“Station” begins with a simple sentence announcing “we” are on a railway station platform and are about to say goodbye to each other. The train is waiting, ready to depart, and the speaker is already imagining how he might feel when his son is gone. He is aware, in a regretful sense, of all the things he and his son have never said to each other. The implication is that there may be no more time or no other opportunity to say such things.
The boy puts “his black dufflebag” on his shoulder and shifts his weight “from foot to foot,” perhaps indicating his discomfort with the prospect of saying goodbye to his father. The son is impatient to be on his way, and he looks not at his father but at the windows of the train. His father imagines him sitting in the train and staring out of the window at the play of light (“platinum dazzle”) on the water of the Hudson River.
The father wants to give his son some encouraging, uplifting words before he leaves, but he is also conscious of his own mixed feelings. Although his son is about to enter the big, wide world, it seems to the father that the boy is about to go into a “long tunnel.” The boy is leaving one parent for another, and father and son both know their relationship, as well as the boy’s life, will never be the same again. The air between them seems thick with thoughts that ought to be expressed but then suddenly thin again, as if the moment has passed. The father’s attention goes to the birds that “croon to themselves” in the angles between the iron girders at the top of the building (“iron angles”) and then fly off gracefully over the river.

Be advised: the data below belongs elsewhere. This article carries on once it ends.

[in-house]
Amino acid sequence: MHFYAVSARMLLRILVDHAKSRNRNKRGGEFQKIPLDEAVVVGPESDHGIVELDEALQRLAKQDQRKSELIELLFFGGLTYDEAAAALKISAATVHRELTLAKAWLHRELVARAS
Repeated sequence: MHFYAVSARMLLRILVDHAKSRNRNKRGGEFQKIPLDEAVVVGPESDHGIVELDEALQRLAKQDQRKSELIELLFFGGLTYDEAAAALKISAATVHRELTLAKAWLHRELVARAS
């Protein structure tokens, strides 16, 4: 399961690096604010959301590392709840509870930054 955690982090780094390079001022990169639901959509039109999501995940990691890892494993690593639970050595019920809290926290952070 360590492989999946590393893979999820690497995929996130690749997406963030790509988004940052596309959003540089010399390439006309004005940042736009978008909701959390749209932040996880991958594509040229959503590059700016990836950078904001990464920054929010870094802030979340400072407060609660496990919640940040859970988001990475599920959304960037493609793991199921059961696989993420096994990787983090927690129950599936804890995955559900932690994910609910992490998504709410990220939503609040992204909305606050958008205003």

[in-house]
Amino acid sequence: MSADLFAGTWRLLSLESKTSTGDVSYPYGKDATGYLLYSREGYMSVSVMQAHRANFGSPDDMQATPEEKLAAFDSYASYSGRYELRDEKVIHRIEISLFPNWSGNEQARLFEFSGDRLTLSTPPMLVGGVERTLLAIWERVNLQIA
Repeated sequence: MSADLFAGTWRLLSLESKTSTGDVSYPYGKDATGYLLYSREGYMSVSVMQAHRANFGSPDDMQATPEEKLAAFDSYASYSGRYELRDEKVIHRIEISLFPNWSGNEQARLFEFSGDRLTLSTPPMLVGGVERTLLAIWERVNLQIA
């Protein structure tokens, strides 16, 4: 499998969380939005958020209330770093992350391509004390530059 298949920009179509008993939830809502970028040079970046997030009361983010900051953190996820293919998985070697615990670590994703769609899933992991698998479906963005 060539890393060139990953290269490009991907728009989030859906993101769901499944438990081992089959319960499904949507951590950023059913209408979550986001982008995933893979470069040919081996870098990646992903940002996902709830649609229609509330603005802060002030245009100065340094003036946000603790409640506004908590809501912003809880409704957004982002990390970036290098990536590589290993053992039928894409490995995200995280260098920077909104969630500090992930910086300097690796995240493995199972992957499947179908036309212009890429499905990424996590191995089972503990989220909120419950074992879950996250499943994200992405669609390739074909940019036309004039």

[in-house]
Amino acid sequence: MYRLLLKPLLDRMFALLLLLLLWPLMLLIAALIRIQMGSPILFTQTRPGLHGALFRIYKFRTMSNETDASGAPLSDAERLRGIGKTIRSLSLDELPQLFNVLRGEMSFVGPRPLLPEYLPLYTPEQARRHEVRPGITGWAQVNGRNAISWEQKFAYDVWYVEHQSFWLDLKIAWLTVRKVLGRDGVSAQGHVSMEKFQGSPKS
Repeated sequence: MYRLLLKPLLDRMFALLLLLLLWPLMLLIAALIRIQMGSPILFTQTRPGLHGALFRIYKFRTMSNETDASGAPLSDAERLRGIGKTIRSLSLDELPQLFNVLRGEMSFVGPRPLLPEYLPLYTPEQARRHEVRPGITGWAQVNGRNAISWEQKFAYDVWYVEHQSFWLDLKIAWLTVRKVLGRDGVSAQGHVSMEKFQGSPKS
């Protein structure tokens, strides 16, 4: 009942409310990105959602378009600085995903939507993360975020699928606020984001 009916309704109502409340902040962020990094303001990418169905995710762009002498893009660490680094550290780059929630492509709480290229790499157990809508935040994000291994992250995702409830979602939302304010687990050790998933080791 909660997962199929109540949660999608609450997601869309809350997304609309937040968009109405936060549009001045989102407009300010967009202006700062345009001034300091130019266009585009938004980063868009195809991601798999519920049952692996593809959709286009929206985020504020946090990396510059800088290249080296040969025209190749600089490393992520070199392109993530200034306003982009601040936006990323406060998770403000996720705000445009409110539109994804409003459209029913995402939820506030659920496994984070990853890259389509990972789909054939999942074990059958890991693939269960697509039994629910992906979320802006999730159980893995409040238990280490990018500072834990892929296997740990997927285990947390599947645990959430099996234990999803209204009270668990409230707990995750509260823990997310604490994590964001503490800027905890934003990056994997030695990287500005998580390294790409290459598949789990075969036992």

In the third stanza, the moment of farewell comes. Father and son embrace, their cheeks resting against each other. The father is conscious of the difference in their skin, his unshaven and bristly, his son’s smooth but also showing the first signs of growing hair (“faint fuzz”),...
(The entire section is 536 words.)